FAIR HAVEN: BIKE LANE DEBATE CONTINUES

fair haven bike laneUnder the plan, “share the road” sharrows would be painted in both directions through the eastern business district. (Photo by John T. Ward. Click to enlarge)

By JOHN T. WARD

HOT-TOPIC_03A debate over proposed bike lanes and share-the-road markings along the length of River Road in Fair Haven rolled on Monday night.

One week after he broke a tie to advance the plan, Mayor Ben Lucarelli brought in some “sources of authority” on the issue. But opposition, even among some bikers, continued.

“People ride the sidewalks because the street’s not safe,” a bike-safety expert told the council. (Photo by John T. Ward. Click to enlarge)

As outlined by borough Engineer Rich Gardella during a council workshop session July 13, designated bike lanes would run between Lake Avenue and Hance Road, where there’s sufficient width for them in both directions.

From Hance to Buena Vista Avenue, at the Rumson border, “share the road” sharrows would be painted on the roadway, rather than dedicated bike lanes, Gardella said.

Monmouth County is planning to repave River Road, and the road markings and signage for the bike facilities are to be included in the bid request, Gardella said.

At that session, Lucarelli voted to break a council tie to authorize the county to move ahead with the bid.

For Monday night’s session, conducted over Zoom, Lucarelli brought in Gail O’Reilly, who previously worked with the borough in getting bikes lanes installed on Ridge Road through Fair Haven and Rumson.

Also participating at Lucarelli’s invitation were Cindi Steiner, former executive director of the New Jersey Bike & Walk Coalition, and Debra Kagen, who now holds that position.

O’Reilly said¬† the plan is “absolutely consistent with” the borough active transportation plan, which she worked on in 2017. The primary aim of the ATP as it pertains to River Road was to increase the safety of pedestrians, she said.

“We’re trying to influence the behavior of everybody who has to share the road there,” she said.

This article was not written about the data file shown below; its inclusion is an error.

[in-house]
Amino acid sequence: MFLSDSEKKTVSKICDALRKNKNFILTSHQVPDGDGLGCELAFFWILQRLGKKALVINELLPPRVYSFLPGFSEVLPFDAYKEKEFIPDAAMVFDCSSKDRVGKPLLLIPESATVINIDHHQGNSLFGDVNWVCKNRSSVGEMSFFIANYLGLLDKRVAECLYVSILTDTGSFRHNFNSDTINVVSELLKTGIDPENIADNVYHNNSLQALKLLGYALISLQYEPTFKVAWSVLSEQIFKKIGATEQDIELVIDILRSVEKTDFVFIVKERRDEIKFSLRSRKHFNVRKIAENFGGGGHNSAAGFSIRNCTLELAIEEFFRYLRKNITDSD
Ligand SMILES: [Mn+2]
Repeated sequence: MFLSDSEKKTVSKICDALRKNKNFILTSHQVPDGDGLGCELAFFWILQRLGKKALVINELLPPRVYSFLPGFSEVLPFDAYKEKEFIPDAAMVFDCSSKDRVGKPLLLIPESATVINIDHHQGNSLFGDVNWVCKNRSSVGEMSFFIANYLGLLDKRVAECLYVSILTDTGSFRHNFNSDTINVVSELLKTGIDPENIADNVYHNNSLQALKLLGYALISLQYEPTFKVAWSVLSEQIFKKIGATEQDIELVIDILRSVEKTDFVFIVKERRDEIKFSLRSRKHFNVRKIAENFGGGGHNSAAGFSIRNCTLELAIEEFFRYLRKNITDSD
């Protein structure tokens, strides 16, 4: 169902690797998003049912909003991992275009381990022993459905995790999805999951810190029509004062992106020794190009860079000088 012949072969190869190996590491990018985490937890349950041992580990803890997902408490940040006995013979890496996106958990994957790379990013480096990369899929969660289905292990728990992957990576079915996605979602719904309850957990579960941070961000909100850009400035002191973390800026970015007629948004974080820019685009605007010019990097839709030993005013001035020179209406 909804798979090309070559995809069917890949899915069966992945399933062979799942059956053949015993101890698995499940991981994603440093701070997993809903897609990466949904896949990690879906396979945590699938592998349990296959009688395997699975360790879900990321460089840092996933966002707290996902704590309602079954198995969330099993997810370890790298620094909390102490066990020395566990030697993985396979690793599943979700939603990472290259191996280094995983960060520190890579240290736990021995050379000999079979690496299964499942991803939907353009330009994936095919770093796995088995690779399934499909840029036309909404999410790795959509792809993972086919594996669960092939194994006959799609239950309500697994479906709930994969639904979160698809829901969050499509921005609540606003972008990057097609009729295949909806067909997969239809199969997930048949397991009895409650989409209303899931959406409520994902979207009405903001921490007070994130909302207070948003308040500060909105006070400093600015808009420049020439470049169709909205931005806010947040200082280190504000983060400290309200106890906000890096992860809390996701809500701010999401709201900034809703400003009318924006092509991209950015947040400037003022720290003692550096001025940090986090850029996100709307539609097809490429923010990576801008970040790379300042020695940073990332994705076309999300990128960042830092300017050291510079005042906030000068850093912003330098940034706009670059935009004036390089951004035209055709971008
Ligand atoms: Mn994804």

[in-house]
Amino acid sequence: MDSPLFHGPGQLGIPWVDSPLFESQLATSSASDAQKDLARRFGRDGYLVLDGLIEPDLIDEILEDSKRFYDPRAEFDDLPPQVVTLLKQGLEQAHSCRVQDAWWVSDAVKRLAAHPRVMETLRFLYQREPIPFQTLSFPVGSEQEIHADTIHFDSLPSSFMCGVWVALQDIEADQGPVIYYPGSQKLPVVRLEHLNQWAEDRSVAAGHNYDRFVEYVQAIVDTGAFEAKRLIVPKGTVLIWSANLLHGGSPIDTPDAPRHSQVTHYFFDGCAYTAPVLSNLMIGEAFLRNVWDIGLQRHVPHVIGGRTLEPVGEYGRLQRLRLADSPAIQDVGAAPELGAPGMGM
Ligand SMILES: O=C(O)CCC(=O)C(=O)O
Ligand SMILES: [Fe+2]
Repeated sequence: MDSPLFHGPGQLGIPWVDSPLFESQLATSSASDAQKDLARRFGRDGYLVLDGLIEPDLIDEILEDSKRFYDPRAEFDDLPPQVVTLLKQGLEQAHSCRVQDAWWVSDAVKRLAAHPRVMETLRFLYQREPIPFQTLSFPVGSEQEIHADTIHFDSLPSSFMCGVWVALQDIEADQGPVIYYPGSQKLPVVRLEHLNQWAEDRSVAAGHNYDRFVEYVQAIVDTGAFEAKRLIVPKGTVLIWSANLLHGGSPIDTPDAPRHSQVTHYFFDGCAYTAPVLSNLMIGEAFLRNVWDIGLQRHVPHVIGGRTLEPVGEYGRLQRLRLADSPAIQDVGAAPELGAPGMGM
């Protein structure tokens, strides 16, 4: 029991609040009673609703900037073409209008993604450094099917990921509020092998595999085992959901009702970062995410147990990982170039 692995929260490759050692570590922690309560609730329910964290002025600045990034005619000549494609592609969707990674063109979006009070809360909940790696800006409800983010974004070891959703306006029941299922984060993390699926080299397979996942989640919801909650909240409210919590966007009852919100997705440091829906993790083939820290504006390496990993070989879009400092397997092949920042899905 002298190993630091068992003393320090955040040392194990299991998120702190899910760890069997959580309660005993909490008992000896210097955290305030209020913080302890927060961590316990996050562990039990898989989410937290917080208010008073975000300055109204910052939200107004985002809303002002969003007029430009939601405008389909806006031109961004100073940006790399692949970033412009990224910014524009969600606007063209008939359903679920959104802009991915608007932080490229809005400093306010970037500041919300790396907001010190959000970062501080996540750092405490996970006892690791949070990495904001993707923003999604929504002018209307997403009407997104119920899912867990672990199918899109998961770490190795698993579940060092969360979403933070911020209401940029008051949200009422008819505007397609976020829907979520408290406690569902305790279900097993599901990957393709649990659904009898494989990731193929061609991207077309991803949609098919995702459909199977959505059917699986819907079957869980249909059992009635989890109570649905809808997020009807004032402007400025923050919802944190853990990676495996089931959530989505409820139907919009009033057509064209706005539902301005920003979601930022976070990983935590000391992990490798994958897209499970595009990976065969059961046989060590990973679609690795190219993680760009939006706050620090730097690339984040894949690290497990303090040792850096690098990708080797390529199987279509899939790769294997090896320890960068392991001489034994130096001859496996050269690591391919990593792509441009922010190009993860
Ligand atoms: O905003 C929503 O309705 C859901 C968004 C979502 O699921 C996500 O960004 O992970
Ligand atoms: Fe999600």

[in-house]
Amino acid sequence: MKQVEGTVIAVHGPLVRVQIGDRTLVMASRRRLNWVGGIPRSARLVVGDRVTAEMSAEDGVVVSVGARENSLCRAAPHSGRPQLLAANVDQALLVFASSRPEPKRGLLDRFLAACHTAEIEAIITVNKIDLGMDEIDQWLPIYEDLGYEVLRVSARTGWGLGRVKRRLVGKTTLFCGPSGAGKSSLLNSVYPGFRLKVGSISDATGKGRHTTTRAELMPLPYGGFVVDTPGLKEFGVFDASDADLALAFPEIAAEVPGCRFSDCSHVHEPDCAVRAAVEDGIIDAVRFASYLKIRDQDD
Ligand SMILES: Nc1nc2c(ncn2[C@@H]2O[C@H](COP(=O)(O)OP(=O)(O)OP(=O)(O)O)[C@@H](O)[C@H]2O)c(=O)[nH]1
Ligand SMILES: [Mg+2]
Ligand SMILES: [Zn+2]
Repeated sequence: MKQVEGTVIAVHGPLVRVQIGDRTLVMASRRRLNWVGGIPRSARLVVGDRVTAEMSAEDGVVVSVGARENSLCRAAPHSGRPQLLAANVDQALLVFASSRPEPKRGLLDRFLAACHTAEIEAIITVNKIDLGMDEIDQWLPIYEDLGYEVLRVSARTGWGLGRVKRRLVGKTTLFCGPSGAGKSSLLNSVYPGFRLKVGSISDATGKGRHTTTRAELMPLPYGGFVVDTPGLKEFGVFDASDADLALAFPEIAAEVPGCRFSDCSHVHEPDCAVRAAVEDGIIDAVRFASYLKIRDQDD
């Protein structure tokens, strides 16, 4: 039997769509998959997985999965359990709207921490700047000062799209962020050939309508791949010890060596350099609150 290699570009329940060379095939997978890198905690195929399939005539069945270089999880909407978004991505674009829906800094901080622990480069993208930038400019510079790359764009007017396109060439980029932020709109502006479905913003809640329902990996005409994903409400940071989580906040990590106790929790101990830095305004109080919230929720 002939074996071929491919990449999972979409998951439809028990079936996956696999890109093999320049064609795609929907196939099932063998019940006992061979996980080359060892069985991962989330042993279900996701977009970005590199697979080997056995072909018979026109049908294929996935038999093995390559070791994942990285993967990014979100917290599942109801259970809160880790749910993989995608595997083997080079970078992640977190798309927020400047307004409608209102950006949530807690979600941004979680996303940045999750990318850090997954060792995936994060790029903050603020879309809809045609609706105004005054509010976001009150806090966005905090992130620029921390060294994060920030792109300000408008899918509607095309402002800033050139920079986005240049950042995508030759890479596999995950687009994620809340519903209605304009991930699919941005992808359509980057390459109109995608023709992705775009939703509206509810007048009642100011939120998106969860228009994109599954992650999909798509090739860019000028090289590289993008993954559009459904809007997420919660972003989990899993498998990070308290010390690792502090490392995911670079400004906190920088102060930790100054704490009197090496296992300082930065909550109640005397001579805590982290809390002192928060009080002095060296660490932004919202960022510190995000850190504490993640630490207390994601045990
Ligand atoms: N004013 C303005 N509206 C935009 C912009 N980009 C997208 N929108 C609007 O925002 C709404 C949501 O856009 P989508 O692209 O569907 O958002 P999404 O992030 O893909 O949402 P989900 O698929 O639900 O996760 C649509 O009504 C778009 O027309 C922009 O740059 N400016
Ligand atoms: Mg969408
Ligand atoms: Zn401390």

“The plan that’s before us does that exactly as it was laid out,” she said. “It’s a blended approach that asks everybody to behave as well as possible.”

Steiner, who said her organization has “always looked at Fair Haven as a kind of model” biking community, echoed that objective.

“People ride the sidewalks because they find the road’s not safe,” she said. But adding bike lanes and sharrows won’t unleash a sudden “wall of riders” through the district,” she said.

“What it really does is civilize the town, civilize the street,” she said. “This is for moms and kids.”

But Councilwoman Betsy Koch, who had previously called the sharrow plan “a recipe for disaster,” said River Road has a “huge amount” of driveways and cross streets. That’s futher complicated by motorists getting into and out of parked cars, she said.

Koch’s late husband, Councilman Jerome Koch, died after he was struck by a vehicle while cycling on River Road in November, 2014.

Other council members said they’d like to see the speed limit reduced to 25 miles per hour, from the present 30.

O’Reilly said that under a “design speed” concept, environmental cues such as narrowed lanes and sharrows,¬† “you’re basically telling motorists to slow down.”

But Councilwoman Meghan Chrisner-Keefe said she is “hard-pressed to imagine myself riding down River Road with my children.” That, she said, “will require serious changes in behavior” on the part of motorists.

During public comments, Spruce Drive resident Tom Broderick, who said he bikes 100 miles per week, opposed the plan.

“I am way more concerned about a car I’m driving by than a car coming up behind me, because of that car door opening,” he said. “A bike lane or sharrow is not going to solve for that.”

He also echoed Koch’s a concern about the number of cross streets and driveways along the roadway, and said the bike lane and sharrows could end up “potentially causing more confusion.”

But “to abandon River Road to only the cars is a scarier alternative,” said Tracey Cole of Grange Avenue.

Councilman Jim Banahan, another cyclist who previously said he would avoid the business district while biking, did not weigh in on the issue.

But “to abandon River Road to only the cars is a scarier alternative,” said Tracey Cole of Grange Avenue.

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